Space scientists succeeded something that has never been done before: they captured images of spinning black holes. Rotating black holes are what the name implies: black holes that revolve around one of their axes of symmetry. It is well known that black holes are created when a star collapses. As all the stars spin, black holes also spin.
Chandra X-Ray Observatory helped scientists snap spinning black holes
Astronomers used the Chandra X-Ray Observatory to find and capture images of the rotating black holes. Chandra, one of the Great Observatories, is a space telescope that was launched in space in 1999.
In the past 20 years, the X-Ray telescope recorded X-ray sources a hundred times weaker than any other telescope. And as the telescopes that are on Earth are not able to detect X-rays from space, Chandra is perfect for the job.
Astronomers, with the help of Chandra X-Ray Observatory and gravitational lensing, successfully calculated the spin velocity of black holes. Gravitational lensing refers to the effect of light deflection that happens when between a light source and the observer is placed an object.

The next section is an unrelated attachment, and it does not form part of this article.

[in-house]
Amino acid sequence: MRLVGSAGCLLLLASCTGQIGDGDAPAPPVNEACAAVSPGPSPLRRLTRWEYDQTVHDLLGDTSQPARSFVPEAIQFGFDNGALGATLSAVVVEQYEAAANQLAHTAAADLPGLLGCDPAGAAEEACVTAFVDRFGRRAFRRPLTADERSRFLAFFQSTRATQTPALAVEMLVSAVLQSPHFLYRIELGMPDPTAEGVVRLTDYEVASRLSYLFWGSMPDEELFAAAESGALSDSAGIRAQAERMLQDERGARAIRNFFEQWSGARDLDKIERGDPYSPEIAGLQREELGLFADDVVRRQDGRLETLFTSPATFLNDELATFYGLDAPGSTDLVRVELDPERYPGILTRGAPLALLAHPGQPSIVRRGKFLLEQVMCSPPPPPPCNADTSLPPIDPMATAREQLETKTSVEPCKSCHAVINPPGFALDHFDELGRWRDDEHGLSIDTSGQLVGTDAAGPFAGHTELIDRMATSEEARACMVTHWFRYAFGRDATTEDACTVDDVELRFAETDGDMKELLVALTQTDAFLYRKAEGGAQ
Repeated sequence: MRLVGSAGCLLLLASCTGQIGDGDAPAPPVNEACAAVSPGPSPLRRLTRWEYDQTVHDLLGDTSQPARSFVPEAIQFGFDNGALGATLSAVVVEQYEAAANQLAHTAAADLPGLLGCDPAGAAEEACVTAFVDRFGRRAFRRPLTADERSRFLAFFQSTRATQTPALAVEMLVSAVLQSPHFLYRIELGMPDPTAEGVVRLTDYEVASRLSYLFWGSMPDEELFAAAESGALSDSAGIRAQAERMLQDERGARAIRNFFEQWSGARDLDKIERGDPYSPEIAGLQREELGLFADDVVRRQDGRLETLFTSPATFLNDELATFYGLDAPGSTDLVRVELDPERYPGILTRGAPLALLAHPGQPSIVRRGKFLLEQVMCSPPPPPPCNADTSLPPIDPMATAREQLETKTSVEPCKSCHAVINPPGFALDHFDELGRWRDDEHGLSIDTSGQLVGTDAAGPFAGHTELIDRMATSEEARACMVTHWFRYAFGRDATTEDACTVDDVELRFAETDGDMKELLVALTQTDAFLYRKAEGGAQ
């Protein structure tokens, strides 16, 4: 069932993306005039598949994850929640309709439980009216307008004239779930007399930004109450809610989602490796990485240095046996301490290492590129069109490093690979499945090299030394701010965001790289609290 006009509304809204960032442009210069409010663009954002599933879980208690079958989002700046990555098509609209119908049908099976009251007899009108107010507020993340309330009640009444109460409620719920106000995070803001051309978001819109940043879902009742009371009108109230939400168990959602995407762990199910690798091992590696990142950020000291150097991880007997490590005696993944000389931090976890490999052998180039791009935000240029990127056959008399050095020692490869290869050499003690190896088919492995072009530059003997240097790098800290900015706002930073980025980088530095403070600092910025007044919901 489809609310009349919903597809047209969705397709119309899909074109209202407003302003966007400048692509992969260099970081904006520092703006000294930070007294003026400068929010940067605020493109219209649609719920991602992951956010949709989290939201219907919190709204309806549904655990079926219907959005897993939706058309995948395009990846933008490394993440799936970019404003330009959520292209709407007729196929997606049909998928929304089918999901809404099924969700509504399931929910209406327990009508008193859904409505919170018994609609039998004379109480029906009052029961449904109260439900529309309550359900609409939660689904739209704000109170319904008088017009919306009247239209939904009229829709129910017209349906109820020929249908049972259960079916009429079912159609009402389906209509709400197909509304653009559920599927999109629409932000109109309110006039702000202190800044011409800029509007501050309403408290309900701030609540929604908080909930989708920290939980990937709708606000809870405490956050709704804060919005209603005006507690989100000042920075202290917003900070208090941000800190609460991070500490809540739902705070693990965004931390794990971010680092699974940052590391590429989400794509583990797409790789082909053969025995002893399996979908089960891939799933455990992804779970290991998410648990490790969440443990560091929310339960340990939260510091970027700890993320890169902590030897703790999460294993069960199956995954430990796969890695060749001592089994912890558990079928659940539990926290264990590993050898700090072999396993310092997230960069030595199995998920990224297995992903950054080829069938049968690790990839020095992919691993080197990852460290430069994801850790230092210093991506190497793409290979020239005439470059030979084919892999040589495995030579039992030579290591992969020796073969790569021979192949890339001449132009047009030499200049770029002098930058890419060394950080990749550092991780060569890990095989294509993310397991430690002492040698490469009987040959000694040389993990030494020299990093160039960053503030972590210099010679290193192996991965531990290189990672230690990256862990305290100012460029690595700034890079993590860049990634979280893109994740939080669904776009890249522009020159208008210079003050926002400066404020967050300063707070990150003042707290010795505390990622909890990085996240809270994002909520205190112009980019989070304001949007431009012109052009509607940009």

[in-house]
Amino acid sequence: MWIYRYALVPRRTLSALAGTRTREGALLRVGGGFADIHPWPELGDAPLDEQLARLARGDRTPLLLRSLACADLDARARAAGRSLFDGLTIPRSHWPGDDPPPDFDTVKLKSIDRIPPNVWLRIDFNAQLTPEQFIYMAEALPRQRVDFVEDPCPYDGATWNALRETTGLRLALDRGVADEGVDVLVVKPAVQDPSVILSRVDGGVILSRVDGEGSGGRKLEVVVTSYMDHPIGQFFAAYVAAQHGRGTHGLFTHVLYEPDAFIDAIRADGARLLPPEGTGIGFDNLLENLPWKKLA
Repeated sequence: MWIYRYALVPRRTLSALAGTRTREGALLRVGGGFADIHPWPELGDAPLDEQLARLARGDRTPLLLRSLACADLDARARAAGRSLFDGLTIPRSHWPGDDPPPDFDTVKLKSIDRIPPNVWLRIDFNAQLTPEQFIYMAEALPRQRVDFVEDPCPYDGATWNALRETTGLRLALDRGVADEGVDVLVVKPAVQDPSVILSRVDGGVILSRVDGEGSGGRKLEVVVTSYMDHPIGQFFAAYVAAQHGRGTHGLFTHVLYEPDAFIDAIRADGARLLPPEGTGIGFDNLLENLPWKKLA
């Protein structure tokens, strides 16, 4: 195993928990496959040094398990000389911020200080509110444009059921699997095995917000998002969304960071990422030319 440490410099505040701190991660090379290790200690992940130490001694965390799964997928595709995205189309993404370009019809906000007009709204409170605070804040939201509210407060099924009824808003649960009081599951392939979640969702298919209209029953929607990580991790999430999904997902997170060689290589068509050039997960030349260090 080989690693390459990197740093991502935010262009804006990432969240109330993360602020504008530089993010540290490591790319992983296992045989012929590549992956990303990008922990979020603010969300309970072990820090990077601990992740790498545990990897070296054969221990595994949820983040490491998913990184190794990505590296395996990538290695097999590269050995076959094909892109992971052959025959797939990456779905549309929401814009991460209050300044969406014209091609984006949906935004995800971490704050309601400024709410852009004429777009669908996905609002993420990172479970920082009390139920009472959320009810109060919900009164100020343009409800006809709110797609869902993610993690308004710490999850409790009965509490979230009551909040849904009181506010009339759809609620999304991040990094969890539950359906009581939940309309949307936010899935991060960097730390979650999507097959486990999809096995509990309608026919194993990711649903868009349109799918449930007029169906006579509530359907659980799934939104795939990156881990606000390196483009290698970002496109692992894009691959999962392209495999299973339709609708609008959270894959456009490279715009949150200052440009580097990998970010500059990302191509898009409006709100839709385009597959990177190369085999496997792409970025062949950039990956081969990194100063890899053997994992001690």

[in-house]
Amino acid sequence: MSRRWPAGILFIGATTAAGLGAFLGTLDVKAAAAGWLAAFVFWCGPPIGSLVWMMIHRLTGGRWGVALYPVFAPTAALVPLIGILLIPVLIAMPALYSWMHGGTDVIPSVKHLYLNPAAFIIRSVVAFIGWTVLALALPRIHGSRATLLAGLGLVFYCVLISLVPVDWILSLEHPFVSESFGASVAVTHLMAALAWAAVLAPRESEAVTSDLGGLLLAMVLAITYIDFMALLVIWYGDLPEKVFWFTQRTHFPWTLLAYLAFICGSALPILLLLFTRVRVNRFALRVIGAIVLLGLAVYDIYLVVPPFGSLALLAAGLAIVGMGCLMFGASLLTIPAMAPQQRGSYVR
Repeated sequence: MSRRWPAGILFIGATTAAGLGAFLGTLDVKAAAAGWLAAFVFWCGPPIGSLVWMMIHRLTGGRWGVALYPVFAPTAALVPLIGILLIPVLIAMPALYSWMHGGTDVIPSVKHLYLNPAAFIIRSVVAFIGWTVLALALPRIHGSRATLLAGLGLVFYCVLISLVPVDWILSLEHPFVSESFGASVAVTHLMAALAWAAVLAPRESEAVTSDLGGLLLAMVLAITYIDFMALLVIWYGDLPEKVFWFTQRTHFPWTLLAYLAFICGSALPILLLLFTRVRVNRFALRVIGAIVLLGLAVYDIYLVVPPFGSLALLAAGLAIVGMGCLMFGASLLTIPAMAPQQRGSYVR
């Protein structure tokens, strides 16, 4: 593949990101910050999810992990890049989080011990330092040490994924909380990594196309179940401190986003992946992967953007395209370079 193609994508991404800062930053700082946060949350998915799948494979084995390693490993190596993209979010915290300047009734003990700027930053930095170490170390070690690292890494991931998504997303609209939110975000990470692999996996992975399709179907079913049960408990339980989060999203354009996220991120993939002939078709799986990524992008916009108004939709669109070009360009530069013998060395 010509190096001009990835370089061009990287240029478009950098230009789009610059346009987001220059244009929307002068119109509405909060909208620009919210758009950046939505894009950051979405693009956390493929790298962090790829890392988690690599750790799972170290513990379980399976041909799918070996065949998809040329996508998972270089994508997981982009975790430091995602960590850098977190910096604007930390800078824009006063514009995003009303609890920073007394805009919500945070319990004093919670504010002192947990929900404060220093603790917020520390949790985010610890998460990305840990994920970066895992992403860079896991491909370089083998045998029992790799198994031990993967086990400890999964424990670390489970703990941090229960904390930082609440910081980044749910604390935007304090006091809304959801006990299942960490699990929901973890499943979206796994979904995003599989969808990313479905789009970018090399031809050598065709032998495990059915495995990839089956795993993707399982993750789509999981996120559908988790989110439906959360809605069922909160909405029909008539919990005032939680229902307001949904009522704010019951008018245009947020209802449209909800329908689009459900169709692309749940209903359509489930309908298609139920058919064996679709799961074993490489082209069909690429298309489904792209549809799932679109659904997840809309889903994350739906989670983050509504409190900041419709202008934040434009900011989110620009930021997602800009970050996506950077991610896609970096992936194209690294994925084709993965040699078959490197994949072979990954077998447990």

Spinning black holes found by scientist present different velocities
The researchers employed lensing tricks to obtain images of the five quasi-stellar objects that contain the supermassive black holes. Quasi-stellar objects, for short quasars, refer to active galactic nuclei that encompass a black hole, which is encircled by incandescent gas.
The quasars examined by the team were 10.9 billion light-years away. With the clear images obtained by the Chandra X-Ray Observatory and with the help of gravitational lensing, the group of scientists described spinning black holes.
They realized that if the area that emits the X-rays is small, it can only mean that the spin of the black hole is considerably fast. One of the spinning black holes, part of the Einstein Cross quasar, has a velocity of 70% the speed of light. This is one of the fastest rotating black holes, while the others are slower, with a velocity of around half than the first one.
Bo has over six years experience as a teacher, advocate and speaker. He has a B.S. from Cornell University, and a Ph.D. in Human rights from Harvard University Graduate School.